The shares of Alcoa Corp. (NYSE: AA), one of the largest aluminum producers in the world, rose 11.5% last month. The bulk of that gain came after July 11, when it announced it was partially restarting a facility it had shuttered. That news was followed by a solid second-quarter earnings release on July 19. In sum, there appear to be a number of positives on the horizon.
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In and of itself, word of the partial restart of the smelter at the Warrick rolling plant wasn't all that exciting. That facility was closed in early 2016, and just three of the five smelters at the plant will be restarted. What was really interesting was the logic behind the move -- Alcoa says it's doing it to better position itself to meet the future demand it is anticipating.
Supporting that, when the company reported Q2 earnings a few days later, it increased its aluminum demand growth projections for 2017 from 4.5% to 5% to 4.75% to 5.25%. Although the company reports that supply and demand are close to balanced today, increasing demand over time would mean more growth for the aluminum industry and Alcoa in the future. And it looks like Alcoa is preparing for just such a situation. Note that those to-be-restarted smelters won't be up and running until the second quarter of 2018.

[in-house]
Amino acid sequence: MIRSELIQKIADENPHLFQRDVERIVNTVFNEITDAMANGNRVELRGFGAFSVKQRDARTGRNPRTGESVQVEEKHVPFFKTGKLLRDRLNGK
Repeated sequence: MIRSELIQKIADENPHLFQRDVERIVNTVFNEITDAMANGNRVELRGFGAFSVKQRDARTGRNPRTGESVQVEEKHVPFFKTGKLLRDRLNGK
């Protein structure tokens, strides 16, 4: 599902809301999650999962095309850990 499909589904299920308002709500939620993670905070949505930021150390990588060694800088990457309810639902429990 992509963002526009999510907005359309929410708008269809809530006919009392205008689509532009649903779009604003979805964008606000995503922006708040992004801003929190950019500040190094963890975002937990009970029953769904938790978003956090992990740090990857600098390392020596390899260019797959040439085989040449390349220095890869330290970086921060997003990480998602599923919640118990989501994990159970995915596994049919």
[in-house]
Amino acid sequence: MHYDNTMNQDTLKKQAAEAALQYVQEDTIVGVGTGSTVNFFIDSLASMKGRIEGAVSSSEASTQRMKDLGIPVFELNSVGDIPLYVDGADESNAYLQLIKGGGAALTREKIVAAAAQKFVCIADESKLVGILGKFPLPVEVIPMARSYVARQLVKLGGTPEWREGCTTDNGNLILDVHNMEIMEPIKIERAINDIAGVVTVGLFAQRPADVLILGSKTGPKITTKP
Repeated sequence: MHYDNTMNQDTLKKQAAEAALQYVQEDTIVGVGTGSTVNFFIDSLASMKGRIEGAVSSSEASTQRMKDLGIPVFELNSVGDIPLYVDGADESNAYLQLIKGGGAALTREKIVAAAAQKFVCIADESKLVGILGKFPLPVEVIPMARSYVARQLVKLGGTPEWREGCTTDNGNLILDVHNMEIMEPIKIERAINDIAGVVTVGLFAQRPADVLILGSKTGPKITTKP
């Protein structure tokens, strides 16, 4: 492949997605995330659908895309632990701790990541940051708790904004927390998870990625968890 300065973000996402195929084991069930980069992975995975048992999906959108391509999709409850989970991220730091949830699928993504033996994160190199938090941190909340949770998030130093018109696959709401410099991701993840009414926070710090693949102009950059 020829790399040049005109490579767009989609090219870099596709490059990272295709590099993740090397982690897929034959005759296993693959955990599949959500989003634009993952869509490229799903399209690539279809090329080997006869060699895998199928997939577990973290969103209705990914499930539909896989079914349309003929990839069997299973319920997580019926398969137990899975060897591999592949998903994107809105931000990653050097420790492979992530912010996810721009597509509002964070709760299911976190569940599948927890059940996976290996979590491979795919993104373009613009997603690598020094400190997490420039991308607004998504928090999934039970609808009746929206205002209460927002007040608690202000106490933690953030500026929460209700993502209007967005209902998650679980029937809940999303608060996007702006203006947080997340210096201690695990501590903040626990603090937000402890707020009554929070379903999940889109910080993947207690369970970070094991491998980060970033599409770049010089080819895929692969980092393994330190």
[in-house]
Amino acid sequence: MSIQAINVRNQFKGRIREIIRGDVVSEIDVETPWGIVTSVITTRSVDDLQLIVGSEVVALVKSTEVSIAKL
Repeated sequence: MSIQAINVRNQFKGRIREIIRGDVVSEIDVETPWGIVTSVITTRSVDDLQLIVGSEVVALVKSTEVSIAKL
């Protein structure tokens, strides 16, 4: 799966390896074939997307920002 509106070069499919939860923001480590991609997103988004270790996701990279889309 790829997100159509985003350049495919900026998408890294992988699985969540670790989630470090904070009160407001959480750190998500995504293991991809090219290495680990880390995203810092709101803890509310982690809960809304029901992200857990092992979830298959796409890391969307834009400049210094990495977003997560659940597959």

The Q2 2017 report, meanwhile, was solid. Adjusted earnings of $0.62 a share were essentially on par with the first quarter, but well above the loss of $0.23 a share the aluminum giant saw in the year ago period. The sequential decline was due to lower aluminum prices. Alcoa's shipments, however, were up 8% sequentially, which helped to offset the aluminum price decline. On the balance sheet, debt remained about the same through the first half of the year, but cash increased by nearly 12%. In short, Alcoa is doing pretty well financially.
Aluminum is an increasingly important metal in the world. As with all commodities, its prices will wax and wane over time. Alcoa, however, has been working hard to get its business into leaner fighting shape, particularly after spliting off Arconic, its former specialty parts business. The restart news and earnings update were both signs of continuing progress, with subtle indications that demand for aluminum remains strong. Investors should be pleased with what they see here.
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